YouTube is adding some major things to Shorts—including ads and an expansion of its Partner Program.
But it’s also continuing to roll out smaller features and perks it clearly hopes will drive users toward making and watching content on its TikTok competitor.
This week, it debuted two newbies: the ability to address viewers’ comments directly in a Short; and Sounds on Shorts, a YouTube Music tie-in.
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In regards to the first, Team YouTube said in a Community/Help Center post that it’s gotten creator feedback saying folks want to be able to “feature” comments they get on their Shorts content. The new tool allows that by popping up a “Create a Short” button when creators tap “Reply” next to comments on their videos.
Tapping “Create a Short” will pull that comment—showing its text and the user icon/name of the commenter who submitted it—into the Shorts editor and overlay it on a video.
If this whole deal sounds familiar, it’s because TikTok has long had that feature, and for once even Instagram was quicker to the punch: it announced Reels Visual Replies late last year.
YouTube said the tool is in the process of rolling out and will be available for all Shorts creators on iOS “in the coming weeks, with Android launching down the road.”
It added that featuring comments “is the first of many [updates] for the comment experience on Shorts—we’re also exploring ideas like notifying commenters when their comment is highlighted.”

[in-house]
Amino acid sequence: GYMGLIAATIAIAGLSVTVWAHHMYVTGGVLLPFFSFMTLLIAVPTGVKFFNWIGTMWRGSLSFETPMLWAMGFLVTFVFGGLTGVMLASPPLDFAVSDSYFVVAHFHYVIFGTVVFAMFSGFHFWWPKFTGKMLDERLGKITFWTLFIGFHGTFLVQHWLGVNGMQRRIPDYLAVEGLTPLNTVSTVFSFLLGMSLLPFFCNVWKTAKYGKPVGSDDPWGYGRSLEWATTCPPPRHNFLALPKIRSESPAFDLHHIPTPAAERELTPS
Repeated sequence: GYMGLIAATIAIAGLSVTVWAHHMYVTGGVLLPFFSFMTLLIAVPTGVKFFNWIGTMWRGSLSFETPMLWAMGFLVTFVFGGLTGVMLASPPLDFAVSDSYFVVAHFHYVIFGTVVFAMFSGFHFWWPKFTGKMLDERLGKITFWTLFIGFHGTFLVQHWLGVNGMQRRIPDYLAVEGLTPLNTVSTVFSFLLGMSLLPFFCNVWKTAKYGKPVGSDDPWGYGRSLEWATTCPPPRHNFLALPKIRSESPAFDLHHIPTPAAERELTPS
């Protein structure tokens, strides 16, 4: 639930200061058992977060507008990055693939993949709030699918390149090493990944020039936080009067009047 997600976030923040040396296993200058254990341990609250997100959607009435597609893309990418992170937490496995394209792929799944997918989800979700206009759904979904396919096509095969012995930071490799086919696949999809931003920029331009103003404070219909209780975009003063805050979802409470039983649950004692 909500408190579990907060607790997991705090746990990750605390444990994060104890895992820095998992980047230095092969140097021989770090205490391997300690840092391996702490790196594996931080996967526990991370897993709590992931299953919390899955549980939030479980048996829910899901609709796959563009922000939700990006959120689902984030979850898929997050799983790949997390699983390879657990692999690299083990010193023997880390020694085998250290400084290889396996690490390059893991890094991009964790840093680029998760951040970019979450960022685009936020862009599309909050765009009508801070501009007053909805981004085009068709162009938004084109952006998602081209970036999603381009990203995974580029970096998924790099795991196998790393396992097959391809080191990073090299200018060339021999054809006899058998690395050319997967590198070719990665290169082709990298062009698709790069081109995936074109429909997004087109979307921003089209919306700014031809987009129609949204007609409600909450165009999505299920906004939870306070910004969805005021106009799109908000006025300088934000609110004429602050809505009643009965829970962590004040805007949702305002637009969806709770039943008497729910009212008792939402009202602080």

YouTube Music, meet YouTube Shorts
As for Sounds from Shorts, YouTube arguably has a slight leg up on TikTok: its long-established relationship with the music industry. (Although that relationship is still not without controversy.) It’s got a bevy of licensing deals, some of which allow for an estimated 80 million songs to be streamed on YouTube’s music service YouTube Music.
Now, YouTube is intertwining Shorts and YouTube Music by letting users “save” songs from Shorts to their YouTube Music libraries.
The tool also works vice-versa—if someone’s on YouTube Music and hears a song they want to use in a Short, they can save it to a dedicated “Sounds from Shorts” playlist that can be accessed from the Shorts editor.
It’s not clear if every song on YouTube Music is available for use in Shorts, but the new tool seems broadly aimed at encouraging cross-flow between the content made on Shorts and the songs streamed on its music service.